On a line with few words and large inter-word spacing, justification can be improved by adjusting the width of the words themselves on the affected lines.g58,#issuecomment-561995889 fig_justification_in_newsprint shows examples of inter-character space being compacted and stretched to minimise inter-word gaps.

Newspaper clipping
Newspaper clipping showing inter-character compaction and stretching.

If only a single word fits on a line, it is common practise to stretch the word so that it fills the line, eg. the word பெரும்பான்மை peɾum͓pɑ̄n͓mʌʲ perumpāṉmai majority in fig_justification_one_word.

Newspaper clipping

Examples of a single word stretched to fill a line.

However, it is important to note that, for Tamil, any stretching is applied evenly between each non-connected glyph across the line, regardless of whether the separated glyphs are part of a syllabic cluster, or even a single code point. This is not inter-character spacing, but rather inter-glyph spacing. The spacing doesn't occur between glyphs or code points that are ligated (touching), nor between a non-spacing mark and its base.

fig_partridge illustrates how this stretching is based on glyphs, and is independent of the underlying code points.

Tamil glyph separation. The vowel-signs are coloured, and on the top line the grapheme-cluster boundaries are shown with thin vertical lines. The first vowel-sign is a circumgraph (ie. a single code point that renders glyphs on more than one side of the base). The bottom line shows how this word would be expanded to fill a line.

Note the following:

  1. The sequence of three items on the far left is actually composed of only two code points, [U+0B95 TAMIL LETTER KA] followed by the circumgraph [U+0BCC TAMIL VOWEL SIGN AU]. Notice that there are spaces between the base consonant and both glyphs that make up the vowel-sign.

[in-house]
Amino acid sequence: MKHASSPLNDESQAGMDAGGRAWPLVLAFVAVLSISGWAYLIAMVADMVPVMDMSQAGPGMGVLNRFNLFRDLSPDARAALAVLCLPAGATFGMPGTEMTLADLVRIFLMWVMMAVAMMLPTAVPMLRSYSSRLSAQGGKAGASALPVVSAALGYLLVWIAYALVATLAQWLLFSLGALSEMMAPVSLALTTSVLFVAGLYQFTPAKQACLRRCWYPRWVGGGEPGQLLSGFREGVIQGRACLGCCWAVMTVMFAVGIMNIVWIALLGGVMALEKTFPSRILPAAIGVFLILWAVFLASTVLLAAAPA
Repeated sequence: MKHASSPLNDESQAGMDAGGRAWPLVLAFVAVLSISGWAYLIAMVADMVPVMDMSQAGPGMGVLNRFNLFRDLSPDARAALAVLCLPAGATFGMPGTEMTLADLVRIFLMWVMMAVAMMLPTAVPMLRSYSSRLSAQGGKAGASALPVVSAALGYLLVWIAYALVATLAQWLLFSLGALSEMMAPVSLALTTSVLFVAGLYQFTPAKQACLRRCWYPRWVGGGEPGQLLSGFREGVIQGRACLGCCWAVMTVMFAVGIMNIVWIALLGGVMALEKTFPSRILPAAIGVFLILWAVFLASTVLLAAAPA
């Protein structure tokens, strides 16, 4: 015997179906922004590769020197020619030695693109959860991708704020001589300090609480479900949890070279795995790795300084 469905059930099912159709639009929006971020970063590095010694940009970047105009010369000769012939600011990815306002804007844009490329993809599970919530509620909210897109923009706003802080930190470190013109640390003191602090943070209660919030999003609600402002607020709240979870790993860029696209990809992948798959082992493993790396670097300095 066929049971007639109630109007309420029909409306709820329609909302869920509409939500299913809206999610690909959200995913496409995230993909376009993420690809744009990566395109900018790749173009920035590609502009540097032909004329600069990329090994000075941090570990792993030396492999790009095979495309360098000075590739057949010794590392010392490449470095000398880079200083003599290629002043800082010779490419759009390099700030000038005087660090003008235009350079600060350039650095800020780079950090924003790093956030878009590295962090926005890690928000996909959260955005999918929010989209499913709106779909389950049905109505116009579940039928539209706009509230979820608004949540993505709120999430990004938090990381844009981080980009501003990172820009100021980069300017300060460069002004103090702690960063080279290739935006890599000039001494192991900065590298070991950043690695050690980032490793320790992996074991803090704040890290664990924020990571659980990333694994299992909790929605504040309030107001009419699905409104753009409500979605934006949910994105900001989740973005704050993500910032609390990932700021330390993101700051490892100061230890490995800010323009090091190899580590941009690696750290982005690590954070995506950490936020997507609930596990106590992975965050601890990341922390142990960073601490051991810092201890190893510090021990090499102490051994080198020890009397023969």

2. To its immediate right, the base character and combining mark that make up the middle syllable have been split apart, so the units are codepoints rather than grapheme clusters.
  3. The last grapheme cluster (on the right) is kept intact, because the vowel-sign is joined to the base consonant.

Examples of other consonant-vowel combinations that are not separated include ஜு ʤu and non-spacing marks such as pulli, eg. ங்.

Observation: Where the word being stretched across a whole line is the last word in the sentence, it appears that the sentence-final punctuation also participates in the letter-spacing (see fig_justification_full_stop).

Newspaper clipping

Full stop participating in the letter-spacing when a single word is stretched to fill a line.

Paragraph indents

Paragraph features are the same as in English. Paragraphs can start with or without indents.g26

Counters, lists, etc.

You can experiment with counter styles using the Counter styles converter. Patterns for using these styles in CSS can be found in Ready-made Counter Styles, and we use the names of those patterns here to refer to the various styles.

Tamil commonly uses western numbering systems for lists, however, Tamil also has a native numeric style and an archaic additive style.